Now imagine the complexity of state transitions when overloading a)-- d)


JXLayer might be what you're looking for, according to this post:

Wrap your container with the JXLayer and call JXLayer.setLocked(true) after that - all components inside will be disabled

alt text http://www.java.net/download/javadesktop/blogs/alexfromsun/2007.06.25/LayerDemo.PNG

  • Good alternative. +1 – VonC Nov 20 '08 at 15:14
  • 1
    However, this is only viable when you only want to block user interactions. Actually, all programming calls including ui-robot calls (such as doClick) can still pass thru and trigger corresponding events. – Defd Feb 26 '10 at 3:34

This is the code I use. It recursively visits the component tree, maintaining a counter for each component. Only weak references are kept on the components, preventing any memory leak.

You say that traversing all the elements is not an option, but my experience is that this code works well for quite complex GUIs. By the way, if Swing had this feature natively, there would be no other way than traversing the component tree, anyway.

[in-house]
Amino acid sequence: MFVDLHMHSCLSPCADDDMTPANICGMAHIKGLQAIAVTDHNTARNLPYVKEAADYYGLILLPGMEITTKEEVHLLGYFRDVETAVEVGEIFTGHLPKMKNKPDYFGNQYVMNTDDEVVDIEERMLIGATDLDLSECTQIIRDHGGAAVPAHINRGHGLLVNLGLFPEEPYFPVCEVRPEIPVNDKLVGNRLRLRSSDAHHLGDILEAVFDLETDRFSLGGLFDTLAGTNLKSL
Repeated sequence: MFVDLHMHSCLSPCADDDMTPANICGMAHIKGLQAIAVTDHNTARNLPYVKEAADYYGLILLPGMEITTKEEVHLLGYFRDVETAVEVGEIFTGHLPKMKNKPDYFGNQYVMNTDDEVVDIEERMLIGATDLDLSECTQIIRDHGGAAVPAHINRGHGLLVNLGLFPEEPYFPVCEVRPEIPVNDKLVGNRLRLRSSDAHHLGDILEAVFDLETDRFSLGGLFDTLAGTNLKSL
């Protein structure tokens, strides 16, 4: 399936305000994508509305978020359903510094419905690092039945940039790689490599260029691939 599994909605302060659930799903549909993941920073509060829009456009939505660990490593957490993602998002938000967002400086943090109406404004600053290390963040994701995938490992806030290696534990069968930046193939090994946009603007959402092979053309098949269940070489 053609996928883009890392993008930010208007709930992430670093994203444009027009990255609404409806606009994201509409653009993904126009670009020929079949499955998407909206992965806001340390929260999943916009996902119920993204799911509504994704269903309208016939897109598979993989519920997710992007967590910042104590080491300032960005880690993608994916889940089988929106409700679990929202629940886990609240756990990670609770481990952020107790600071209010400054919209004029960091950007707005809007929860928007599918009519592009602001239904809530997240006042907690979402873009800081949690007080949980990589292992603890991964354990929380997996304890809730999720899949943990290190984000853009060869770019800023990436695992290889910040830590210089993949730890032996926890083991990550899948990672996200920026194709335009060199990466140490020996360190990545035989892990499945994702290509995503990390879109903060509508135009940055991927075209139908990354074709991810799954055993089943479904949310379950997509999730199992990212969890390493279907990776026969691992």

Example usage (parenthesis means disabled) :

    / \
   b   c
      / \
     d   e


    / \
   b  (c)
      / \
    (d) (e)


    / \
   b  (c)
      / \
    (d) (e)


    / \
   b  (c)
      / \
    (d) (e)

Now the code :

import java.awt.Component;
import java.awt.Container;
import java.util.Map;
import java.util.WeakHashMap;

public class EnableDisable {

    private static final Map<Component, Integer> componentAvailability = new WeakHashMap<Component, Integer>();

    public static void setMoreEnabled(Component component) {
        setEnabledRecursive(component, +1);

    public static void setMoreDisabled(Component component) {
        setEnabledRecursive(component, -1);

    // val = 1 for enabling, val = -1 for disabling
    private static void setEnabledRecursive(Component component, int val) {
        if (component != null) {
            final Integer oldValObj = componentAvailability.get(component);
            final int oldVal = (oldValObj == null)
                    ? 0
                    : oldValObj;
            final int newVal = oldVal + val;
            componentAvailability.put(component, newVal);

            if (newVal >= 0) {
            } else if (newVal < 0) {